While there are plenty of companies ramping up efforts on their own custom wedgeworks, there’s a less vocal, lesser known way of thinking that’s starting to gain momentum. We’ll no doubt be talking about it more in coming reviews, but there are some out there that believe that customization, and all this digger/slider stuff is way overblown. It might even be possible that the custom guys have it dead wrong? Guys like the team at SCOR might argue that, above anything else, great wedge design starts with versatility. And while perhaps they don’t come right out and say it, the V-Sole design found on the SCOR4161 wedges has nothing to do with fitting a specific swing type. It’s not about being a digger, or a slider, it’s all about having the versatility to hit the shot you need to hit, regardless of what type of lie you find yourself with.

It almost makes sense, right?

How We Tested

Target greens on our 3Track Equipped simulators from aboutGolf were set at 100 yards.  After being allowed several shots to verify the appopriate club for the distance, testers took their choice of a 52°, 56°, or 60° wedge and hit a series of shots.  Our sample wedges were outfitted with Genius 12 shafts which were developed in conjunction with KBS. Testing for the SCOR4161 wedges was done at Tark’s Indoor Golf, a state of the art indoor golf facility located in Saratoga Springs, NY.  Detailed data for each and every shot for which we collected is viewable in the interactive portion of this review.  This data serves as the foundation for our final performance score.  Golfers were also asked to provide feedback in our subjective categories (looks, sound &  feel, perceived forgiveness, and likelihood of purchase).  This information is used as the foundation for our total subjective score.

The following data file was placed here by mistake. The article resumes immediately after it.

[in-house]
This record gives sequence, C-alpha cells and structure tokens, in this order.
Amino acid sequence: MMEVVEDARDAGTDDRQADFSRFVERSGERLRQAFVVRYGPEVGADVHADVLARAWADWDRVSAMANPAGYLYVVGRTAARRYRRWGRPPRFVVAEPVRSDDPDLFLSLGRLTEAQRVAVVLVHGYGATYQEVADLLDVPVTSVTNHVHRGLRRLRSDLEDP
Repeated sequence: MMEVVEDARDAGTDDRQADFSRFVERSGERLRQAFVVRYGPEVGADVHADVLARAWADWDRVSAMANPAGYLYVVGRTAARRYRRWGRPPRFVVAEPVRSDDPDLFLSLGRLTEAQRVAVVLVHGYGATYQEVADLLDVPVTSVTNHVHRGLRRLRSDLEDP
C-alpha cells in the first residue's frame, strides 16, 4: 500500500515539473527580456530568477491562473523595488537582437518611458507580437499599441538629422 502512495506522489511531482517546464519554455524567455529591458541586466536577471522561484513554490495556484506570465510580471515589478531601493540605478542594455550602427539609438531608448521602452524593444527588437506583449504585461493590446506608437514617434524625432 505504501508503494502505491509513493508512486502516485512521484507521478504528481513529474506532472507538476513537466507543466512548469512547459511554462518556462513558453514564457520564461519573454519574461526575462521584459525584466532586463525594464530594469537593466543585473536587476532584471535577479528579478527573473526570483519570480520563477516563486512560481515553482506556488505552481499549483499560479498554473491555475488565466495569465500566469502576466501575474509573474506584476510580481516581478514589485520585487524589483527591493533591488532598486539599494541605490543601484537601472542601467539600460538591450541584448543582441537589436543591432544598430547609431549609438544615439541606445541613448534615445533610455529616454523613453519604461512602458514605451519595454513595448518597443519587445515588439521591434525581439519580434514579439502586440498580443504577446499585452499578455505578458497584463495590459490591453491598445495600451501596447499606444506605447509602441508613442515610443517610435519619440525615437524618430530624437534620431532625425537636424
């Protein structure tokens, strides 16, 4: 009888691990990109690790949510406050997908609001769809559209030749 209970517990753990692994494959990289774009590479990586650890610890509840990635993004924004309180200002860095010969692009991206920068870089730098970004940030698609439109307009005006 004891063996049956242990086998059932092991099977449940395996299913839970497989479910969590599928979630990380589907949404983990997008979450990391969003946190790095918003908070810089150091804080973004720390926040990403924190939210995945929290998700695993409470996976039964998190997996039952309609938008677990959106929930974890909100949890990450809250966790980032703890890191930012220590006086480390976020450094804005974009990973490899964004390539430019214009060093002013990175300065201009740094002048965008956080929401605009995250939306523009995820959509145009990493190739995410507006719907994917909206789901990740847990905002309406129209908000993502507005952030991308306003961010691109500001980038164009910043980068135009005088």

Radius-Based Scoring

For wedge testing, performance scores are derived using what we refer to as radius-based scoring.  Instead of simply asking our testers to hit the ball as long and as straight as they can, testers are asked to stick their shots as close as they possibly can to a pin set at an appropriate wedge distance.

75% of the total performance score is calculated based on where each shot fell in proximity to the hole.  Closer is obviously better.

Please keep in mind that this is the first wedge review conducted under the updated scoring system. Spin now accounts for the remaining 25% of the total score. Because we’ve increased our accuracy expectations, and have moved to MPV-based (Maximum Point Value) scoring for spin, the expectation is that overall scores will be lower.



With an adjusted average result of just inside 22 feet our testers posted some very solid accuracy numbers. While not the best numbers we’ve seen to date, they’re definitely on the higher end of average. A closer look at the data reveals that the average distance left by our least accurate tester (29.96 feet) is actually better than the overall average of other wedges we’ve tested recently.